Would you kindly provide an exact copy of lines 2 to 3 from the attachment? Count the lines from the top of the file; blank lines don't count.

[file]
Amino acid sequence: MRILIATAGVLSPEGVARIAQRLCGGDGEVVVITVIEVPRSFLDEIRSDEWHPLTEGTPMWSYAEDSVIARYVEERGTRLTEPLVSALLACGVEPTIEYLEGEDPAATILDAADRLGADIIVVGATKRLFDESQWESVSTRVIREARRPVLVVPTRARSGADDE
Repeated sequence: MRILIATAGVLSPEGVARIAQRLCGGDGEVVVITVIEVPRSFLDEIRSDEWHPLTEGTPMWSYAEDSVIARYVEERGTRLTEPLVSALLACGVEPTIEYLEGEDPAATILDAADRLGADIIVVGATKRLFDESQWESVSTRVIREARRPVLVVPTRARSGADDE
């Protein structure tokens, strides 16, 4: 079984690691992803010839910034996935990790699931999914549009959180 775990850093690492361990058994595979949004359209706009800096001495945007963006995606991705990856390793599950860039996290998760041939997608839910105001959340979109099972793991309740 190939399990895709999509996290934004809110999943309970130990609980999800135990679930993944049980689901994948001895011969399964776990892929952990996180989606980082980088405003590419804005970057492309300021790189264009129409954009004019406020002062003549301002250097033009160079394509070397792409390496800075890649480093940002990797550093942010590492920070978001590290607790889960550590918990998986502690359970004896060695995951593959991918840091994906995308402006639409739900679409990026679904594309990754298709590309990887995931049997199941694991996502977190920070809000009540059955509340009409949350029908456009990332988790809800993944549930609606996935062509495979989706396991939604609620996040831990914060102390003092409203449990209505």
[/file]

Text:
Repeated sequence: MRILIATAGVLSPEGVARIAQRLCGGDGEVVVITVIEVPRSFLDEIRSDEWHPLTEGTPMWSYAEDSVIARYVEERGTRLTEPLVSALLACGVEPTIEYLEGEDPAATILDAADRLGADIIVVGATKRLFDESQWESVSTRVIREARRPVLVVPTRARSGADDE
């Protein structure tokens, strides 16, 4: 079984690691992803010839910034996935990790699931999914549009959180 775990850093690492361990058994595979949004359209706009800096001495945007963006995606991705990856390793599950860039996290998760041939997608839910105001959340979109099972793991309740 190939399990895709999509996290934004809110999943309970130990609980999800135990679930993944049980689901994948001895011969399964776990892929952990996180989606980082980088405003590419804005970057492309300021790189264009129409954009004019406020002062003549301002250097033009160079394509070397792409390496800075890649480093940002990797550093942010590492920070978001590290607790889960550590918990998986502690359970004896060695995951593959991918840091994906995308402006639409739900679409990026679904594309990754298709590309990887995931049997199941694991996502977190920070809000009540059955509340009409949350029908456009990332988790809800993944549930609606996935062509495979989706396991939604609620996040831990914060102390003092409203449990209505």